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Longing for Home this Christmas?

Christina FoxChristian Life

Walk through any store, restaurant, or other business establishment this time of year and you’ll hear songs like, "I’ll Be Home for Christmas" and "(There’s No Place Like) Home for the Holidays." Thoughts of home are on everyone’s mind as they plan and prepare to be with family, purchase gifts for loved ones, and gussy up their homes for guests this Christmas.

But for some, home doesn’t conjure up warm thoughts of hot chocolate by the fire and presents under the tree. Maybe home is not a place of peace and comfort. Maybe they can’t go see their loved ones this year. Maybe they’ve lost their loved ones. Or maybe they’ve never found a place to call home.

Longing for Home

We all have a desire for a place to call home. We all search for home. And not just for the holidays. We are always seeking a place to belong, a place to rest, a place of refuge and safety. Some of us will spend our entire lives searching for home and often in all the wrong places. Some will think they have found it, only to have it snatched out from underneath them. For others, home will always be elusive and seem just out of reach.

The truth is, we’ve all been searching for home ever since our first parents, Adam and Eve, were evicted from their first home, the garden of Eden. It’s that first home that we all long for deep inside. In the garden, Adam and Eve knew perfect peace. They felt complete and whole. They were safe and cared for. They were fully known and loved. There was no arguing or fighting. They had all they needed. Not only that, but they were in complete union with their Maker, God. There were no barriers between them and God. It was paradise in every sense of the word. And it was home.

After they fell into sin, God promised that He would one day send a Rescuer, one who would redeem them and save them from sin. Adam and Eve took this promise with them as they settled in a world far different from the home they were used to. Sin quickly took over and ran rampant over the earth. Home became a place of contention, jealousy, bitterness, and strife. This is the reality of home we are all born into.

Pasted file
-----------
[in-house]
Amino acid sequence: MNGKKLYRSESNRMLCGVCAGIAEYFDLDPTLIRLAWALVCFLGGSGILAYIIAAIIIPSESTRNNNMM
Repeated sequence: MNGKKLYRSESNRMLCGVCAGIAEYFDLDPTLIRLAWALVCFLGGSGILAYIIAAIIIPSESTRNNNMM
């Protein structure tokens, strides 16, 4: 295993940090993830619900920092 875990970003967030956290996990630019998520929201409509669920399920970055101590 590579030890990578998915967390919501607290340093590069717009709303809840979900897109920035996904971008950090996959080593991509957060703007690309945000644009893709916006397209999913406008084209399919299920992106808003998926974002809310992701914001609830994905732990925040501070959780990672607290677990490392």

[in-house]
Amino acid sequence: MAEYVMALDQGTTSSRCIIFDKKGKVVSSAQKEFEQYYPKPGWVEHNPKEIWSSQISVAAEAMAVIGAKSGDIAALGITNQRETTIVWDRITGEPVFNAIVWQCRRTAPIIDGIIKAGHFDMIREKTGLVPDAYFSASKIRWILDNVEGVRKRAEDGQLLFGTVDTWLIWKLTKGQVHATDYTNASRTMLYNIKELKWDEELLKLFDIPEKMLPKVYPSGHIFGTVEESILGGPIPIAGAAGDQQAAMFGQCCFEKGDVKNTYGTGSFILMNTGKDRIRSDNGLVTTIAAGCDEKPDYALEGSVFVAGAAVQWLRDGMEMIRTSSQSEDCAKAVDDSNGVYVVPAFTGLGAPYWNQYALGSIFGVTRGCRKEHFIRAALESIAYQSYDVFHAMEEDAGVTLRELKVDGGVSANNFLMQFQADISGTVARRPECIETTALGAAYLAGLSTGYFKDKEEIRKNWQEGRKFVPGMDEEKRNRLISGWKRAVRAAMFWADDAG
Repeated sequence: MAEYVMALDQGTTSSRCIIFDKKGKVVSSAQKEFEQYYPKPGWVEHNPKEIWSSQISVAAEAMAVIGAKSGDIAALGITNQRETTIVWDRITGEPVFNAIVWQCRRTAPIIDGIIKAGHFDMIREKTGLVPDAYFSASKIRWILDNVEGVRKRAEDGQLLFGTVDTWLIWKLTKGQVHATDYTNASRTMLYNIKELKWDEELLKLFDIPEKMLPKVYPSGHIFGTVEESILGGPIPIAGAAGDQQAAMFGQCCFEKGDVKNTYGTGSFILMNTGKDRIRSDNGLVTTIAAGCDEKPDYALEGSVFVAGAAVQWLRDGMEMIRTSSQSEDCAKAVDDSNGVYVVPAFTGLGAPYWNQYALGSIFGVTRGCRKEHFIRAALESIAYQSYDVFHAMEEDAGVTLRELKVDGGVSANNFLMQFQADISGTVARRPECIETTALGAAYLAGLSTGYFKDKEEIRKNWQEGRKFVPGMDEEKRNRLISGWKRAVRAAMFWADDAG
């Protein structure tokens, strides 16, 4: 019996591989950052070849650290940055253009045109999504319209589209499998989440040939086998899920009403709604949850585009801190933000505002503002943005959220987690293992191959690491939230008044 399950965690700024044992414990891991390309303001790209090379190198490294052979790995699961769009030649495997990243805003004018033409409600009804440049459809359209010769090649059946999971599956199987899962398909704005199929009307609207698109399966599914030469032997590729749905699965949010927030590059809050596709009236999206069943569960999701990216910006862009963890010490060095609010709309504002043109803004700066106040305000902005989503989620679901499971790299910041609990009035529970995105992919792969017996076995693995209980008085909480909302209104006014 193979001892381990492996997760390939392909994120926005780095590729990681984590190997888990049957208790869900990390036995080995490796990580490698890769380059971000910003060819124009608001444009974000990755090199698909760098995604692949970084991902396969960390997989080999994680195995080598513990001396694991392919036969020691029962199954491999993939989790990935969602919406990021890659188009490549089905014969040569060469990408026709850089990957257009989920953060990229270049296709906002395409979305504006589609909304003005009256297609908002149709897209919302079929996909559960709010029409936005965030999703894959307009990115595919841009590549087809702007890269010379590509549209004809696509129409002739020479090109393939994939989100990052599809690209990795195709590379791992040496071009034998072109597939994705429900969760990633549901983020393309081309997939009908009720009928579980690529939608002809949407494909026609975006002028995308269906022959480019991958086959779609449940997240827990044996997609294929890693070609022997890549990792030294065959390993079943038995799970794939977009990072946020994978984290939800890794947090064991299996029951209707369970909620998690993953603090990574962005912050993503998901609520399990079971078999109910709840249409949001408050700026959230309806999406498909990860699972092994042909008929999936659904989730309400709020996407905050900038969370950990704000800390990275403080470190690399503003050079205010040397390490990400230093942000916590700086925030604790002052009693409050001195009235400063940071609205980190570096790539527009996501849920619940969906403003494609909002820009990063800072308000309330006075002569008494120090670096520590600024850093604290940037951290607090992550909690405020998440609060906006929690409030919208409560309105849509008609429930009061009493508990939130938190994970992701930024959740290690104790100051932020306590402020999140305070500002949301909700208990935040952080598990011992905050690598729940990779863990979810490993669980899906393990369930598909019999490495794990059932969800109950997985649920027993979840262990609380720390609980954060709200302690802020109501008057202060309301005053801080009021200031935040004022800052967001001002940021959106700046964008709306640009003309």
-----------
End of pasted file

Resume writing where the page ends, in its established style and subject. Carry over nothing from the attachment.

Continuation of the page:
When Home Came to Us

This time of year, Christians sing the song, "O Come, O Come Immanuel." When the angel came to Joseph in a dream to tell him about Mary’s child, he said, "’She will bear a son, and you shall call his name Jesus, for he will save his people from their sins.’ All this took place to fulfill what the Lord had spoken by the prophet: ’Behold, the virgin shall conceive and bear a son, and they shall call his name Immanuel’ (which means, God with us)" (Matt. 1:21–23).

The name Immanuel is significant. It speaks volumes. In the Old Testament, God’s presence was found only in the temple. The name Immanuel means that God’s presence was on the move. He came to earth and did the unthinkable—He took on flesh and became man. Colossians 1 tells us more about this Immanuel: "He is the image of the invisible God, the firstborn of all creation. . . . For in him all the fullness of God was pleased to dwell, and through him to reconcile to himself all things, whether on earth or in heaven, making peace by the blood of his cross" (vv. 15, 19–20).

Immanuel came to make His dwelling or home among us. But that wasn’t His final goal. He came with a purpose. Paul Tripp puts it this way:

The whole redemptive story marches toward Immanuel, the Redeemer who would destroy sin’s dominion in our hearts by making our hearts the place where he, in his power, wisdom, and glory, would dwell. 1

As Jesus said to the disciples, "If anyone loves me, he will keep my word, and my Father will love him, and we will come to him and make our home with him" (John 14:23).

In Christ, we find our home. In Christ, we find our belonging, rest, and place of safety.

  1. Belonging and identity
    Home symbolizes a place where we come from, where we belong, and our identity. When we are in Christ, we are given a new identity and a new name. We are new creations ( 2 Cor. 5:17). We are no longer orphans but adopted children of God (Rom. 8:15). We are heirs of the kingdom (1 Peter 1:3–4).
  2. Our rest
    When people think about home, they often think about going home after a long day at work to rest. In Christ, we find our rest: Rest from striving to do life on our own, rest from striving to earn salvation, and rest from our burdens (Heb. 4, Matt. 11:28).
  3. Our safety and security
    Homes are often a place of safety and security, protecting us from the elements and dangers outside. In Christ, we find our ultimate place of safety. Because Jesus has conquered sin and death, there is nothing that can ever separate us from Him. Not even death itself can harm us (Rom. 8:31–39). In Christ, we also find our security. As adopted children of the Father, He knows and provides all that we need (Matt. 6:25–34).

If you are missing or longing for home this Christmas, remember that no matter where you are, in Christ you have found your home. It is in Christ where we find the belonging, rest, and safety that we have always searched for. Christ, our Immanuel, has provided the way back home to God. He has reversed what happened in the garden. We have been reunited with our Father and one day, we will live forever in a new home, created for us by God.

1Tripp, Paul. Whiter than Snow: Meditations on Sin and Mercy. (Chicago: Crossway, 2008) p. 103.

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